On 1 January 2017, Carleton instituted one of the most counterproductive policies of all time: moving the daily e-mail newsletter of events, Today@Carleton, to an intranet. Until 31 December 2016, anybody could subscribe to this newsletter, a newsletter that contained a plethora of information-rich announcements of public events on campus, such as public lectures, public workshops, and sporting events. These five-times a week e-mails also contained links to full versions of announcements of each event. This was an incredibly valuable service that really made Carleton seem like an open and giving member of the community.
At the start of 2017, this five-day week e-mail feed was replaced with another five-day a week e-mail feed, Carleton Top 5, but only people with a Carleton computer ID and password can subscribe to it. And even then, this new e-mail feed contains much less information per event, usually only the first line from what previously was an entire paragraph, and many fewer events per day (5) than the old daily newsletter (varied, but usually 10-20). As a Carleton employee, I still get the same number of e-mails per week, five from both the old and new service, but have to expend far more effort to obtain any useful information. The links for each event now can only be accessed by logging into Carleton’s new intranet. Why the extreme secrecy and lack of transparency, especially for public events? Was this an over-reaction to protests over Carleton sponsoring a meeting on how to prosecute indigenous and environmental protestors as terrorists by invoking Bill C-51? Was this an over-reaction to protests over the Board of Governors lack of consultation on important matters, such as a sexual violence policy and tuition increases? How can we attract the public that used to rely on the old e-mail subscription to attend important events, such as hearing Nobel laureates give talks, the annual discovery lecture, and various weekly departmental seminars?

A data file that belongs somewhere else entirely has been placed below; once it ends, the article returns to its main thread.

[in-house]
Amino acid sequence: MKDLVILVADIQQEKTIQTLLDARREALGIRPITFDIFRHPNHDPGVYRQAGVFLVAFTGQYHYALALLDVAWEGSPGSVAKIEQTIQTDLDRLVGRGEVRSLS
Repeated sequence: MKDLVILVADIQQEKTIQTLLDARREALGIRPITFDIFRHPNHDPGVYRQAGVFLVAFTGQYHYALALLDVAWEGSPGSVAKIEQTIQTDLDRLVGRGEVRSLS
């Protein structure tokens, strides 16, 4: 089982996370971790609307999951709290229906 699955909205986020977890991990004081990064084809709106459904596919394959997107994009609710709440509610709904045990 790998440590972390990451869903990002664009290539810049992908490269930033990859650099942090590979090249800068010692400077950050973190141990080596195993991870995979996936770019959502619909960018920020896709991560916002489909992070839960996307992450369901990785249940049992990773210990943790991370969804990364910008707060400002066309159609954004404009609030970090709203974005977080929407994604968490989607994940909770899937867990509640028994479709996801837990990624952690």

I am including this matter in my Board of Governors blog in the hopes that the board’s community relations committee takes action to return a modicum of transparency to Carleton by moving the daily e-mail newsletter back to an open source instrument for anybody in the public to subscribe to and without password-protected links.